12 Houston Rockets A promising youth movement has been launched, but in the West, growing up will be painful

October 30, 2000

Pick up the city of Houston, move it a few inches to the east on
the map, and like that the young Rockets could be entertaining
dark-horse thoughts of making it to the NBA Finals. Alas, no move
to the Eastern Conference is in the works for the Rockets. That
could change, however, if Houston voters reject a November
referendum on the construction of a new basketball arena and the
team chooses to seek a new home. For now, it will take the
Rockets' best effort just to qualify for the playoffs in the
power-packed West.

A good start would be to pick up where they left off last spring,
when they won 10 of their final 15 games. "We weren't sneaking up
on teams, either," says coach Rudy Tomjanovich. "We were playing
teams that needed to win at the end of the year. Things were so
positive for us that we didn't want the season to end." But it
did, with the Rockets missing the playoffs for the first time
since 1992.

To reverse its steady decline since winning the 1994 and '95
championships, Houston has launched a full-scale youth movement,
abandoning the win-now approach that brought high-priced stars
like Charles Barkley and Scottie Pippen to Houston in the late
'90s. When center Hakeem Olajuwon retires at the end of the
season, it will clear $16 million from the payroll, putting the
Rockets in position to add a big-name free agent (Chris Webber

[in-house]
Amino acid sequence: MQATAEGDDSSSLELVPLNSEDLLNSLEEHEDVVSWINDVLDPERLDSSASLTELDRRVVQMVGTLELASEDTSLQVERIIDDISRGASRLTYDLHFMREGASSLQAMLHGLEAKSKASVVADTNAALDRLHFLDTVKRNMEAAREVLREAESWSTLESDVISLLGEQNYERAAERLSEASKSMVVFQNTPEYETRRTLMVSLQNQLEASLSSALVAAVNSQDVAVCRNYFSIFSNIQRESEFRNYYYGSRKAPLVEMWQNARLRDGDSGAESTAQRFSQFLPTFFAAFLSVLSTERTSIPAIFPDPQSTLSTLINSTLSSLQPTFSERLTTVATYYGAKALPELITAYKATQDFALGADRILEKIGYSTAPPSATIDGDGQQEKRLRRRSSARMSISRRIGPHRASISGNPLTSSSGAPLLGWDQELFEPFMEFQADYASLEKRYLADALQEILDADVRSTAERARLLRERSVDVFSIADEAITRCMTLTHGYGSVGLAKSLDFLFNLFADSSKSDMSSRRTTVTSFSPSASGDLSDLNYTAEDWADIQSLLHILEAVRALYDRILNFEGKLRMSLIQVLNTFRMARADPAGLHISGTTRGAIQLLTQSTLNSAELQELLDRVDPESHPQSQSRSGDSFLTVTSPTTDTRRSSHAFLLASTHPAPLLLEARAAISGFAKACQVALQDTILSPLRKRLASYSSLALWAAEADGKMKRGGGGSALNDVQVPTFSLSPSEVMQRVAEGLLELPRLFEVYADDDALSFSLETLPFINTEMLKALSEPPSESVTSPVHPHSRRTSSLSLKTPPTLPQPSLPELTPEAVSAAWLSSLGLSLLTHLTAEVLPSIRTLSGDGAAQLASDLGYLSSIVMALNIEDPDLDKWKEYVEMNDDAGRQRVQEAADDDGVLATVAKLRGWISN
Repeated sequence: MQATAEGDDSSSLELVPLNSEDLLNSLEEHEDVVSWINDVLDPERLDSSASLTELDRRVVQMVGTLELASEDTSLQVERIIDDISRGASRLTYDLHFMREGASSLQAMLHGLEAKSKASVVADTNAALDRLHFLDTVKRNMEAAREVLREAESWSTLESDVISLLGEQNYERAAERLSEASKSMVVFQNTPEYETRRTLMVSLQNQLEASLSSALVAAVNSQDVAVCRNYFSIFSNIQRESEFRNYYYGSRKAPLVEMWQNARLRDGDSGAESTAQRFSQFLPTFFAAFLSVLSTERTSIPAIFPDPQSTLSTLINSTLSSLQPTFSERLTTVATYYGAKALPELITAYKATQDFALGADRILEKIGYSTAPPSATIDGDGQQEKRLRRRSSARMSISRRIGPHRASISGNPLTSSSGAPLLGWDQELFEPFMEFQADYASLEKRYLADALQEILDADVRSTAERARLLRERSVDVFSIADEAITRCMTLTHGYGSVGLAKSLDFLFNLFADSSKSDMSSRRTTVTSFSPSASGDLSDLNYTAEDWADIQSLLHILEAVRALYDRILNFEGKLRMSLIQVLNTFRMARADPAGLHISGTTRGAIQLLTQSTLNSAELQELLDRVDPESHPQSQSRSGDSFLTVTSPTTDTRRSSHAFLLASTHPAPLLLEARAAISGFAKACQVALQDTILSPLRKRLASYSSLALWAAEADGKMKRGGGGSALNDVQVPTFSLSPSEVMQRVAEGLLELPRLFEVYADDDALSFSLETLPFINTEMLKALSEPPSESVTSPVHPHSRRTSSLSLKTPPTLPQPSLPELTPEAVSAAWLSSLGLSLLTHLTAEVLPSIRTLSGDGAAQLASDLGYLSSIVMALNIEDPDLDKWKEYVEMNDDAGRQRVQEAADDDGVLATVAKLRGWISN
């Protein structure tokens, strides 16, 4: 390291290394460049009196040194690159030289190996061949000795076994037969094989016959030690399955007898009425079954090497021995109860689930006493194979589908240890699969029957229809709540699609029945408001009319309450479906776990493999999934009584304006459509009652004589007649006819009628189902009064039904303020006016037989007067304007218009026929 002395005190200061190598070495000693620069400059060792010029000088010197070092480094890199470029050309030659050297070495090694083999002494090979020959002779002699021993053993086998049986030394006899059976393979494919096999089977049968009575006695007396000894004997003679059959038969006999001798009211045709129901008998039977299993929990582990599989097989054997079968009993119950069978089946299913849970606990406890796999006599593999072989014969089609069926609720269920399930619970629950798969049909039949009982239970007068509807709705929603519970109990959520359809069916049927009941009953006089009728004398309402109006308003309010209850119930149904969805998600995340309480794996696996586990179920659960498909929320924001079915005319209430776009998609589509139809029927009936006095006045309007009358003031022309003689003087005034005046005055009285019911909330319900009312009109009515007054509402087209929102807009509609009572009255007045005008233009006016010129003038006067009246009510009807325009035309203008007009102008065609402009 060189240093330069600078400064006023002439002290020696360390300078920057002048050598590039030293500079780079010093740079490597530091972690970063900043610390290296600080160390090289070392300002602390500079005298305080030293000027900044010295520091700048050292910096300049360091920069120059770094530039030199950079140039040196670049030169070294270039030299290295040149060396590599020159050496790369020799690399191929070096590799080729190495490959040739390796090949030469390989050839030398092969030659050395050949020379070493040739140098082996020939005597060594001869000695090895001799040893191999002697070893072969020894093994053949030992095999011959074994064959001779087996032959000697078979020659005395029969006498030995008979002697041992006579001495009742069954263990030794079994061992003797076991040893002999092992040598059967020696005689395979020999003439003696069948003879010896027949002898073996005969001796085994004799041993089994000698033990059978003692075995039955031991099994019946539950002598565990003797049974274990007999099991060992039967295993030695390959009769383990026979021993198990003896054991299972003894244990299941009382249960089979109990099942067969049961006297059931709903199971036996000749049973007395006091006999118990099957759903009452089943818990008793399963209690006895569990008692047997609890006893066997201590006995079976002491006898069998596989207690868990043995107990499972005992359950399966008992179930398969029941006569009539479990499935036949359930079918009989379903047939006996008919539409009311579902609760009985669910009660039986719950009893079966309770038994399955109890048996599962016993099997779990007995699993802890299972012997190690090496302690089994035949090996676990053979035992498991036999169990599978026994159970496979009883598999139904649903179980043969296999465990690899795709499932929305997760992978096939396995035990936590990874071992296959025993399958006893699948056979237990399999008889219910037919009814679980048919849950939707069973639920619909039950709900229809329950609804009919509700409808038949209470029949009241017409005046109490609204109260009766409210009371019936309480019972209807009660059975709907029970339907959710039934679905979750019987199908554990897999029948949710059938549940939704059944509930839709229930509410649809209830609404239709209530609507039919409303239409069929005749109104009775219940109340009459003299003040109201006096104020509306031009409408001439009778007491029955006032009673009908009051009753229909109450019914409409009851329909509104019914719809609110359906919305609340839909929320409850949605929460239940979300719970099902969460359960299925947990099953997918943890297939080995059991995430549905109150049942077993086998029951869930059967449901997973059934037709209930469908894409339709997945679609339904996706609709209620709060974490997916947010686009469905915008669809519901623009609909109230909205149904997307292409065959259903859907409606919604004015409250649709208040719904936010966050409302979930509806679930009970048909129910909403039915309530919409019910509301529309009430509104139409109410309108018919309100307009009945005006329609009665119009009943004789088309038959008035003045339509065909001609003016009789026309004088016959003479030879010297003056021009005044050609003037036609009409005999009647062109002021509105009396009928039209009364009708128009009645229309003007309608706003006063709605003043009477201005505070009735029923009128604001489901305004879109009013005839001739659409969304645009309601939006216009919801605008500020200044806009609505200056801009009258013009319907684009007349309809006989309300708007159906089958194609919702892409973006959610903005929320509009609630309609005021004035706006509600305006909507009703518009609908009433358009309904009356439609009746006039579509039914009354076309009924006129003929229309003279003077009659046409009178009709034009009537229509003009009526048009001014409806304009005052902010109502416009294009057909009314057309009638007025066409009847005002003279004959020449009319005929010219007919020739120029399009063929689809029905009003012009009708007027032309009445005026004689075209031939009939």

or Michael Finley, for instance) to a team that already features
a glut of exciting youngsters like Steve Francis, Shandon
Anderson, Cuttino Mobley and Maurice Taylor.

Taylor is the most recent windfall. During the off-season the
power forward, who turns 24 on Oct. 30, realized that a huge
free-agent contract would not be falling in his lap despite the
fact that he averaged nearly 15 points per game in his three
years with the Clippers. After turning down a three-year, $17.5
million offer from Toronto, Taylor was prepared to sign a
one-year deal with the Sonics and play alongside fellow David
Falk client Patrick Ewing, who appeared headed for Seattle in a
four-team deal in August. But that trade fell through, and Taylor
took the $2.25 million exception to sign with Houston. "I didn't
want to make a decision on my future based on what Patrick Ewing
was going to do," says Taylor. "By coming here, playing in a good
system, people will have a chance to see what I can do. That's
going to help me with my next contract."

Taylor's zeal for rebounding and defense has been questioned, but
Rockets general manager Carroll Dawson sees the makings of a
player who could help Houston make a future title run. That day,
of course, is years away. The young Rockets are impressive when
they're running the all-out full-court sprints that showcased the
talents of Francis (the 1999-2000 co-Rookie of the Year), Mobley
(a second-round pick two years ago) and the surprisingly
explosive Anderson. But when they have to play against the giants
of their conference, the Rockets will continue to struggle.

The Rockets' X factor may turn out to be their signature player,
the 37-year-old Olajuwon. During a tumultuous season in which
Scottie Pippen angrily demanded a trade to Portland and Charles
Barkley suffered a career-ending knee injury, Olajuwon limped
through his worst year, averaging just 10.3 points in 44 games.
After undergoing surgery for a hernia in December, the 12-time